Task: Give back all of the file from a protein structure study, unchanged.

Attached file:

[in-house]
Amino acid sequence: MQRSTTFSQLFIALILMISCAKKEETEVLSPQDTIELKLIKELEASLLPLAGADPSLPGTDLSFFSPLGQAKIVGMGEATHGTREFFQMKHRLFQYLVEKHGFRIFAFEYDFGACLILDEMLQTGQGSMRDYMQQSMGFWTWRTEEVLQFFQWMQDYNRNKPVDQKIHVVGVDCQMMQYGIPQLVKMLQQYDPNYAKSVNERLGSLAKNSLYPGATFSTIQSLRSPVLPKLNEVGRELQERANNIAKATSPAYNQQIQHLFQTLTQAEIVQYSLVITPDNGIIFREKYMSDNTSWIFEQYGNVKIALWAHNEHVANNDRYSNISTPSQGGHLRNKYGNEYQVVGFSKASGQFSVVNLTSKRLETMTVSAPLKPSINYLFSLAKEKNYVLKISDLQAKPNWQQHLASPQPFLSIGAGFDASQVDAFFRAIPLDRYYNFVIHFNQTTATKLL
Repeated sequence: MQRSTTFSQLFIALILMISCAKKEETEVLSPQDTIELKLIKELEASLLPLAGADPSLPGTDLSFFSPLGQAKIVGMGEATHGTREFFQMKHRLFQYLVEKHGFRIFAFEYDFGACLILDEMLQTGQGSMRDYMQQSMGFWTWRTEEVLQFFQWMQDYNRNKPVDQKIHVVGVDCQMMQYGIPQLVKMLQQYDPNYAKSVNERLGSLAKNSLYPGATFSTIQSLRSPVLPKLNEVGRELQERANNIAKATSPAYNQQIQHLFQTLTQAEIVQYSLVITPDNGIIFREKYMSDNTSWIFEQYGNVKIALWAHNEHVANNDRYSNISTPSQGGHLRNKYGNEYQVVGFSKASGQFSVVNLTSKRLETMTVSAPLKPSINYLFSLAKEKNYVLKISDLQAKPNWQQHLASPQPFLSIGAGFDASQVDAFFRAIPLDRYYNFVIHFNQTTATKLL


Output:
[in-house]
Amino acid sequence: MQRSTTFSQLFIALILMISCAKKEETEVLSPQDTIELKLIKELEASLLPLAGADPSLPGTDLSFFSPLGQAKIVGMGEATHGTREFFQMKHRLFQYLVEKHGFRIFAFEYDFGACLILDEMLQTGQGSMRDYMQQSMGFWTWRTEEVLQFFQWMQDYNRNKPVDQKIHVVGVDCQMMQYGIPQLVKMLQQYDPNYAKSVNERLGSLAKNSLYPGATFSTIQSLRSPVLPKLNEVGRELQERANNIAKATSPAYNQQIQHLFQTLTQAEIVQYSLVITPDNGIIFREKYMSDNTSWIFEQYGNVKIALWAHNEHVANNDRYSNISTPSQGGHLRNKYGNEYQVVGFSKASGQFSVVNLTSKRLETMTVSAPLKPSINYLFSLAKEKNYVLKISDLQAKPNWQQHLASPQPFLSIGAGFDASQVDAFFRAIPLDRYYNFVIHFNQTTATKLL
Repeated sequence: MQRSTTFSQLFIALILMISCAKKEETEVLSPQDTIELKLIKELEASLLPLAGADPSLPGTDLSFFSPLGQAKIVGMGEATHGTREFFQMKHRLFQYLVEKHGFRIFAFEYDFGACLILDEMLQTGQGSMRDYMQQSMGFWTWRTEEVLQFFQWMQDYNRNKPVDQKIHVVGVDCQMMQYGIPQLVKMLQQYDPNYAKSVNERLGSLAKNSLYPGATFSTIQSLRSPVLPKLNEVGRELQERANNIAKATSPAYNQQIQHLFQTLTQAEIVQYSLVITPDNGIIFREKYMSDNTSWIFEQYGNVKIALWAHNEHVANNDRYSNISTPSQGGHLRNKYGNEYQVVGFSKASGQFSVVNLTSKRLETMTVSAPLKPSINYLFSLAKEKNYVLKISDLQAKPNWQQHLASPQPFLSIGAGFDASQVDAFFRAIPLDRYYNFVIHFNQTTATKLL